Egernia major

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Egernia major
Egernia major Watagans National Park.jpg
Scientific classification
Kingdom: Animalia
Phylum: Chordata
Class: Reptilia (paraphyletic)
(unranked): Sauria
Order: Squamata (paraphyletic)
Infraorder: Scincomorpha
Family: Scincidae
Subfamily: Lygosominae
Genus: Egernia
Species: E. major
Binomial name
Egernia major
(Gray, 1845)
Synonyms

Tropidolepisma major Gray, 1845

Egernia major, also known as Land Mullet are lizards, they are some of the largest members of the skink family (Scincidae).They can be easily confused with the related Egernia frerei, the Major Skink.[verification needed]

Description[edit]

The species may reach total lengths of up to 60 cm (23.6 inches). They are uniform glossy black to brown, with a paler ring around the eye. Their colour, along with their large size, allow them to maintain a body temperature of 30 degrees Celsius; they spend much of the day basking in the sun.[1] Adult males have slightly shorter bodies but slightly longer forelimbs and heads than adult females [2] The ventral side (belly) ranges in colouration from auburn (orange-brown) to white [3] Juveniles have prominent cream lateral spots[4]

Egernia major is long-lived - with one captive female lizard known to have lived for at least 23 years [2]

The unusual name comes from the pungent, fishy odour emitted when threatened.[verification needed] The common name "Land Mullet" is said to date back to Longman (1918), who reported it to be in common usage for the species around Tambourine Mountain. The name probably alludes to the superficial resemblance to the homonymous fish, which has a similarly blunt head, large scales and is of similar size and coloration.[5]

Habitat and Distribution[edit]

Native to Australia, they are generally restricted to the rainforest of south-eastern Australia.[1] The range of natural distribution is in discontinuous locations from the northern side of the Hawkesbury River in the south, to the Conondale Range, near Maleny in south eastern Queensland.[6] They occur at altitudes from sea level (Park Beach, New South Wales) to 840 m (Acacia Plateau, Queensland)[7]

The species favours habitat with many fallen logs, and it remains in close proximity to these. The restricted sunlight of the forest type require a number of basking sites to be available. It is less frequently found in other types of environs, such as the open eucalypt woodland of the region.[1]

The lizards shelter in hollow logs or burrows. Often these are dug in to the soil-bound root systems of fallen trees.[4]

Behaviour[edit]

Land Mullets are normally reported to be very shy, dashing noisily to the cover of dense low vegetation if disturbed. However, in some popular National Parks, the lizards have become habituated - scavenging close to humans for scraps at picnic and camping sites.[4]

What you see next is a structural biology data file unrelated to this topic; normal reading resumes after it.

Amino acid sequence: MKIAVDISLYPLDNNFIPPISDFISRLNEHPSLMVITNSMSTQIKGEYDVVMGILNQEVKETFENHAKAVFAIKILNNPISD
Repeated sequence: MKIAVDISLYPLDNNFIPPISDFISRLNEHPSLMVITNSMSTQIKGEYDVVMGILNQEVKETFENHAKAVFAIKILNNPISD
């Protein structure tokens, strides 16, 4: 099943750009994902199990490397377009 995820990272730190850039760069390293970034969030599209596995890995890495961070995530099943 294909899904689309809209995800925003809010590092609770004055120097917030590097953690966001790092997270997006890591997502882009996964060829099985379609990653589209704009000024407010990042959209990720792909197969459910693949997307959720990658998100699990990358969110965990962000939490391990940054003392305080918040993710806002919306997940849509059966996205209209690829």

Reproduction[edit]

Land Mullets are live-bearing reptiles which usually reproduce roughly 4 to 9 independent offspring per litter. Largely solitary, they primarily associate only when it is time to mate.[3]

Diet[edit]

The land mullet eats woody fungi, mushrooms, berries, seeds, insects such as beetles and grasshoppers as well as decaying fruit material[7]

References[edit]

  1. ^ a b c Klingenböck, A.; K. Osterwalder and R. Shine (December 22, 2000). "Habitat Use and Thermal Biology of the "Land Mullet" Egernia major, a Large Scincid Lizard from Remnant Rain Forest in Southeastern Australia". Copeia (American Society of Ichthyologists and Herpetologists) 2000 (4): 931–939. doi:10.1643/0045-8511(2000)000[0931:huatbo]2.0.co;2. JSTOR 1448004. 
  2. ^ a b cited in Shea, 2006 Morphology and natural history of the Land Mullet (Squamata: Scincidae) Australian Zoologist 31 (2), December 1999. Accessible at http://www.rzsnsw.org.au/Volumes%20of%20RZS%20papers/1999%20vol%2031(2)/Shea%20G%20M%20Morphology%20and%20natural%20history%20of%20the%20Land%20Mullet%20Egernia%20major%20(Squamata%20Scincidae).pdf Accessed 14 April 2014
  3. ^ a b Egernia Major (Land Mullet), 2001 Queensland Term Wildlife Field Guide. Vince King, Hobart College, 2002. Accessible at: http://people.hws.edu/fieldguide/show.asp?ID=105 Accessed 18 April 2014
  4. ^ a b c Steve Wilson (2005) A Field Guide to Reptiles of Queensland. Australia: New Holland Publishers. ISBN 1 876334 97 5
  5. ^ cited in Shea, Morphology and natural history of the Land Mullet (Squamata: Scincidae) Australian Zoologist 31 (2), December 1999. Accessible at http://www.rzsnsw.org.au/Volumes%20of%20RZS%20papers/1999%20vol%2031(2)/Shea%20G%20M%20Morphology%20and%20natural%20history%20of%20the%20Land%20Mullet%20Egernia%20major%20(Squamata%20Scincidae).pdf Accessed 14 April 2014
  6. ^ * A Complete Guide to Reptiles of Australia - Steve Wilson & Gerry Swan ISBN 1-876334-72-X page 206
  7. ^ a b Shea, 2006 Morphology and natural history of the Land Mullet (Squamata: Scincidae) Australian Zoologist 31 (2), December 1999. Accessible at http://www.rzsnsw.org.au/Volumes%20of%20RZS%20papers/1999%20vol%2031(2)/Shea%20G%20M%20Morphology%20and%20natural%20history%20of%20the%20Land%20Mullet%20Egernia%20major%20(Squamata%20Scincidae).pdf Accessed 14 April 2014

External links[edit]